Comparative Treatment Planning in Radiotherapy and Clinical Impact of Proton Relative Biological Effectiveness

Detta är en avhandling från Uppsala : Acta Universitatis Upsaliensis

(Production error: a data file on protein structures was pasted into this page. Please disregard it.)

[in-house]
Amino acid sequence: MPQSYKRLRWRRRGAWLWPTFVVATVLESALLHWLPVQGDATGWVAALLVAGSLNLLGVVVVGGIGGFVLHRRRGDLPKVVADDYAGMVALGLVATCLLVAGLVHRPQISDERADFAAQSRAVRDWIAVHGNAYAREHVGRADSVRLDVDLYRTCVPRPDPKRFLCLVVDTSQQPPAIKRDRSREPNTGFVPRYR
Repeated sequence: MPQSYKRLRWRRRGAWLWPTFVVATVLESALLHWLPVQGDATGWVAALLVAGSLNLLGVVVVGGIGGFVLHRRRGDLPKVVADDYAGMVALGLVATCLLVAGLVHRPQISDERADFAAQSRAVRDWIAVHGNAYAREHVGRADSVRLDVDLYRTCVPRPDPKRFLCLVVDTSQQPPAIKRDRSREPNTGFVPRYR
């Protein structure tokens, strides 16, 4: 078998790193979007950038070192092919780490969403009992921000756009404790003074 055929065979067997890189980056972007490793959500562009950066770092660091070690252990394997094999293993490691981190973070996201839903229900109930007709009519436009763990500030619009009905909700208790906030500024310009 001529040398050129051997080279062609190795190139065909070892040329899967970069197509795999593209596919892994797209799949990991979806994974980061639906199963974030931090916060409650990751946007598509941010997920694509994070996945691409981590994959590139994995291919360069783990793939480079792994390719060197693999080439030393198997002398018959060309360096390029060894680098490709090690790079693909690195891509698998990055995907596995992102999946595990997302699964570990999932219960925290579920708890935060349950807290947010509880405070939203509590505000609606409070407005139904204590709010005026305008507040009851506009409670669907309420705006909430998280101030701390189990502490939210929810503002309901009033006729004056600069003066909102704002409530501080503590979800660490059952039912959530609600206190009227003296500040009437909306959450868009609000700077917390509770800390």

Sammanfattning: The development of new irradiation techniques is presently a very active field of research with increased availability of more sophisticated modalities such as intensity modulated photons (IMRT), protons and light ions. The primary aim of this work is to evaluate if the dose-distributions using IMRT and protons contribute to clinical advantages. A secondary aim is to investigate the potential clinical implication of the increased relative biological effect (RBE) for protons at the end of the Bragg peak. The potential benefits are evaluated using physical dose measures and dose-response models for normal tissue complication probability (NTCP) and tumour control probability (TCP). Comparative treatment planning was performed using three locally advanced tumour types, left-sided node positive breast cancer, hypopharyngeal cancer, and rectal cancer. All studies showed that both IMRT and protons could improve the dose distributions compared to 3D-CRT, and significantly improve treatment results with lower NTCPs and, concerning hypopharyngeal cancer, higher TCP. Protons always resulted in smaller volumes receiving intermediate and low radiation doses.Using protons or IMRT for left-sided node-positive breast cancer, the advantage is a significantly decreased risk for cardiac mortality (from 6.7% to 1%) and radiation induced pneumonitis (from 28.2% to less than 3%) compared to 3D-CRT. For hypopharyngeal cancer, protons and IMRT provide more selective treatment plans, higher TCP since a simultaneous boost technique is feasible, and better parotid gland sparing for several patients. For locally advanced rectal cancer, the NTCP for small bowel is potentially reduced by approximately 50% using IMRT or protons; protons have an even greater potential if the structure of the small bowel is parallel.A variable RBE correction is developed and applied to a clinical proton treatment plan. A significant difference is obtained compared to the commonly accepted RBE correction of 1.1. This indicates that a variable RBE may be of importance in future proton treatment planning.This thesis provides support for increased use both IMRT and proton radiotherapy, although stronger for protons. Therefore, investments in proton facilities with capacity for large clinical trials can be supported.